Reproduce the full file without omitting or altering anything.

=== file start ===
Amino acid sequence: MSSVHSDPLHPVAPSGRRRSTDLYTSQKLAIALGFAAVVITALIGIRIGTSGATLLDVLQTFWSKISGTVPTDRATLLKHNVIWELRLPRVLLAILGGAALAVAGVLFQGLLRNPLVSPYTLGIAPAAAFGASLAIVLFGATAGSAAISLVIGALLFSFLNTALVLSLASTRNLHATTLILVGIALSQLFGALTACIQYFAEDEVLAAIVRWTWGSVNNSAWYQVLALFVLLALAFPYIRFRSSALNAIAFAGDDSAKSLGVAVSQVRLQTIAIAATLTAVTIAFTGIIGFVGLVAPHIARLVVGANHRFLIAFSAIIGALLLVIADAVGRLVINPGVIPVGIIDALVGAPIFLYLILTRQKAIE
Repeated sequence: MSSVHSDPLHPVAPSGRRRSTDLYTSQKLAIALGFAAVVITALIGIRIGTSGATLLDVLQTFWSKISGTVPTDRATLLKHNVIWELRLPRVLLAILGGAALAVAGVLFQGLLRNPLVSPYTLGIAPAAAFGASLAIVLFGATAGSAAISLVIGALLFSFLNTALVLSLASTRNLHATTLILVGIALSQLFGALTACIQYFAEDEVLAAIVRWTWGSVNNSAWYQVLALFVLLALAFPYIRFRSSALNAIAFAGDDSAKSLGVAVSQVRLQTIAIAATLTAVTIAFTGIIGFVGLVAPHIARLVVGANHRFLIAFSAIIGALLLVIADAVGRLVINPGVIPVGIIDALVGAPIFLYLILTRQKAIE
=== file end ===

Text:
Amino acid sequence: MSSVHSDPLHPVAPSGRRRSTDLYTSQKLAIALGFAAVVITALIGIRIGTSGATLLDVLQTFWSKISGTVPTDRATLLKHNVIWELRLPRVLLAILGGAALAVAGVLFQGLLRNPLVSPYTLGIAPAAAFGASLAIVLFGATAGSAAISLVIGALLFSFLNTALVLSLASTRNLHATTLILVGIALSQLFGALTACIQYFAEDEVLAAIVRWTWGSVNNSAWYQVLALFVLLALAFPYIRFRSSALNAIAFAGDDSAKSLGVAVSQVRLQTIAIAATLTAVTIAFTGIIGFVGLVAPHIARLVVGANHRFLIAFSAIIGALLLVIADAVGRLVINPGVIPVGIIDALVGAPIFLYLILTRQKAIE
Repeated sequence: MSSVHSDPLHPVAPSGRRRSTDLYTSQKLAIALGFAAVVITALIGIRIGTSGATLLDVLQTFWSKISGTVPTDRATLLKHNVIWELRLPRVLLAILGGAALAVAGVLFQGLLRNPLVSPYTLGIAPAAAFGASLAIVLFGATAGSAAISLVIGALLFSFLNTALVLSLASTRNLHATTLILVGIALSQLFGALTACIQYFAEDEVLAAIVRWTWGSVNNSAWYQVLALFVLLALAFPYIRFRSSALNAIAFAGDDSAKSLGVAVSQVRLQTIAIAATLTAVTIAFTGIIGFVGLVAPHIARLVVGANHRFLIAFSAIIGALLLVIADAVGRLVINPGVIPVGIIDALVGAPIFLYLILTRQKAIE